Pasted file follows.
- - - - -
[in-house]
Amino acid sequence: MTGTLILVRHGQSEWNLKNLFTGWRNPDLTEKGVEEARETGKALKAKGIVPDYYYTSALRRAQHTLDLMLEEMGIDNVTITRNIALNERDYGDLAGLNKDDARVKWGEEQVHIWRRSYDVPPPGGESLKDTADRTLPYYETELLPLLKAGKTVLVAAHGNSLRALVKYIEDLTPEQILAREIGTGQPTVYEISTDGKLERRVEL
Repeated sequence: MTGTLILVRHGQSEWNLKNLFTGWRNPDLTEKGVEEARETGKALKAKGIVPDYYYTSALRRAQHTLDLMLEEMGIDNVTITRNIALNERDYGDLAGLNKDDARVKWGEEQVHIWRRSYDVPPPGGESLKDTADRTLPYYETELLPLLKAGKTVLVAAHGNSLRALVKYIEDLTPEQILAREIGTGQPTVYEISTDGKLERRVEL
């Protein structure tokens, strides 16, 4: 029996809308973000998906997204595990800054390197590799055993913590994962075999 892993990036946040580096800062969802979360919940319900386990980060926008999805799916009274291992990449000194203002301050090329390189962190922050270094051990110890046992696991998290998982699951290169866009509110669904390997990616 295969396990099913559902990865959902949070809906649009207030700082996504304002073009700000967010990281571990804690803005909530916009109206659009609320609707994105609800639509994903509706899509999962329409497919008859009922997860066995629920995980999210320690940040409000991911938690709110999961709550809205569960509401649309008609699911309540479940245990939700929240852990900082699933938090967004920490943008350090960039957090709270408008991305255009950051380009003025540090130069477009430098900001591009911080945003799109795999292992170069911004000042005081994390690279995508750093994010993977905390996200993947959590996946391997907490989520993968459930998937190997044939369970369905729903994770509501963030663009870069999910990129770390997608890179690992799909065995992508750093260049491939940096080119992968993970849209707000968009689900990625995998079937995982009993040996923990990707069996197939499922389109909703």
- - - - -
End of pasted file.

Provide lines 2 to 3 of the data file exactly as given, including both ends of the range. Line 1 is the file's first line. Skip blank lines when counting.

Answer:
Amino acid sequence: MTGTLILVRHGQSEWNLKNLFTGWRNPDLTEKGVEEARETGKALKAKGIVPDYYYTSALRRAQHTLDLMLEEMGIDNVTITRNIALNERDYGDLAGLNKDDARVKWGEEQVHIWRRSYDVPPPGGESLKDTADRTLPYYETELLPLLKAGKTVLVAAHGNSLRALVKYIEDLTPEQILAREIGTGQPTVYEISTDGKLERRVEL
Repeated sequence: MTGTLILVRHGQSEWNLKNLFTGWRNPDLTEKGVEEARETGKALKAKGIVPDYYYTSALRRAQHTLDLMLEEMGIDNVTITRNIALNERDYGDLAGLNKDDARVKWGEEQVHIWRRSYDVPPPGGESLKDTADRTLPYYETELLPLLKAGKTVLVAAHGNSLRALVKYIEDLTPEQILAREIGTGQPTVYEISTDGKLERRVEL